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Nicholas D. Marchase, Ali Tafreshi, Linda M. Zangwill, Robert N. Weinreb, Renato Lisboa, Pamela Sample, Christopher A. Girkin, Jeffrey M. Liebmann, Felipe A. Medeiros; Predictors of Confirmed Visual Field Conversion in Eyes Suspected of Having Glaucoma. Invest. Ophthalmol. Vis. Sci. 2012;53(14):231.
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To evaluate which clinical characteristics affect the probability of subsequent confirmation of the development of visual field (VF) loss in glaucoma suspects.
The study included a cohort of 171 eyes of 157 glaucoma suspects selected from the DIGS (Diagnostic Innovations in Glaucoma Study) and ADAGES (African Descent and Glaucoma Study). All eyes had normal standard automated perimetry (SAP) tests at baseline and developed at least two consecutive abnormal SAPs after a mean follow-up of 2.6 (±2.2) years. An abnormal SAP was defined as a pattern standard deviation with P less than 5% or a Glaucoma Hemifield Test result outside normal limits. After development of 2 consecutive abnormal SAPs, these eyes were followed for an additional mean period of 4.6 (±2.6) years with an average of 6.2 (±3.1) SAPs. We evaluated which clinical characteristics observed at the time of apparent conversion were predictive of future confirmation of SAP abnormalities.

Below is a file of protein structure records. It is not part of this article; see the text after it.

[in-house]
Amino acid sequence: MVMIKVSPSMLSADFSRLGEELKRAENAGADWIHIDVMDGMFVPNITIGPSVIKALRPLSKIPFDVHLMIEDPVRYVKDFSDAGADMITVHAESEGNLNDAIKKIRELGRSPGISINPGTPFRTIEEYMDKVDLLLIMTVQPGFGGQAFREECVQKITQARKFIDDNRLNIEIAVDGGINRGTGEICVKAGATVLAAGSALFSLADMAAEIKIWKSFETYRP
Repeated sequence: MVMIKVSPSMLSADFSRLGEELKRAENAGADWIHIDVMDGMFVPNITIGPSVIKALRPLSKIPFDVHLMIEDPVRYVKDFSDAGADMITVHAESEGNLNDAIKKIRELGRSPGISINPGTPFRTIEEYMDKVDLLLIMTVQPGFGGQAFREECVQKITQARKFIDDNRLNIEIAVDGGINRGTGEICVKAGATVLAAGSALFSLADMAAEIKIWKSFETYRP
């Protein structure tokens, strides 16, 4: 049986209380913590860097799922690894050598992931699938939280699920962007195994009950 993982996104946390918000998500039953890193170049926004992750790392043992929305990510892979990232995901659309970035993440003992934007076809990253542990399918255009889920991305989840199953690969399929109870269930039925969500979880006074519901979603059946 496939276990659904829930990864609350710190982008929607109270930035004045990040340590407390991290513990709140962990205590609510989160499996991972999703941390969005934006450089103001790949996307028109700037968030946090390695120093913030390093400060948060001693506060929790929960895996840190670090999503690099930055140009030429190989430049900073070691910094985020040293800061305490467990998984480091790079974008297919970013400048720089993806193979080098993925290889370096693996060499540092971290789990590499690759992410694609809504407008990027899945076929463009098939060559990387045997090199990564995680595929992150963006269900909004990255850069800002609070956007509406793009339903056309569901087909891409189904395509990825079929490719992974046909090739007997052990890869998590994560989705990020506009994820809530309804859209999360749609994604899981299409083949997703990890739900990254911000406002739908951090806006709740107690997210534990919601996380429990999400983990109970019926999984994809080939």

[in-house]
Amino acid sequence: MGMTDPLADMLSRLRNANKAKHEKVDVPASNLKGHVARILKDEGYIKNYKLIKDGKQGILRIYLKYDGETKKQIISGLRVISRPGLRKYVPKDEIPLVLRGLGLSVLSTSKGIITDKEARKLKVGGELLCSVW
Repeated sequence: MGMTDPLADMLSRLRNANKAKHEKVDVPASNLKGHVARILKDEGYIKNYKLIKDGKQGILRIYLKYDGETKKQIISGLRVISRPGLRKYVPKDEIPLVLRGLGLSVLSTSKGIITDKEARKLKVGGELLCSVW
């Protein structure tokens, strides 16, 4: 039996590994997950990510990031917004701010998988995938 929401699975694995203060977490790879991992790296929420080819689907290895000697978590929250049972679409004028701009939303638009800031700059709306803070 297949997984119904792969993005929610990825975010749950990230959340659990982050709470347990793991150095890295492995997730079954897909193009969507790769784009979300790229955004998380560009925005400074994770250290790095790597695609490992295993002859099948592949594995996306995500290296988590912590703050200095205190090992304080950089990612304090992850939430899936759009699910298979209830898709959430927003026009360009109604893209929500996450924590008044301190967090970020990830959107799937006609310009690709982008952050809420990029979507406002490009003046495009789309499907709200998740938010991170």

The probability of subsequent confirmation of VF abnormality was only 58% in eyes who had conversion defined by the presence of only 2 consecutive abnormal SAPs. In eyes with conversion defined based on 3 consecutive abnormal tests, the probability increased to 75%. Table 1 shows the variables associated with the probability of confirming an abnormal result after a conversion by 2 or 3 SAPs. Eyes who had conversion based on 3 repeatable abnormal SAPs by both GHT and PSD and who also had presence of glaucomatous optic neuropathy at the time of conversion had a 95% probability of confirming the abnormality on subsequent VF tests.
The presence of VF conversion based on 3 repeatable abnormal SAPs increases the chance of subsequent abnormal results. Certain clinical and SAP characteristics are useful in determining which eyes with apparent VF conversion have higher chance of subsequent confirmation of abnormalities.
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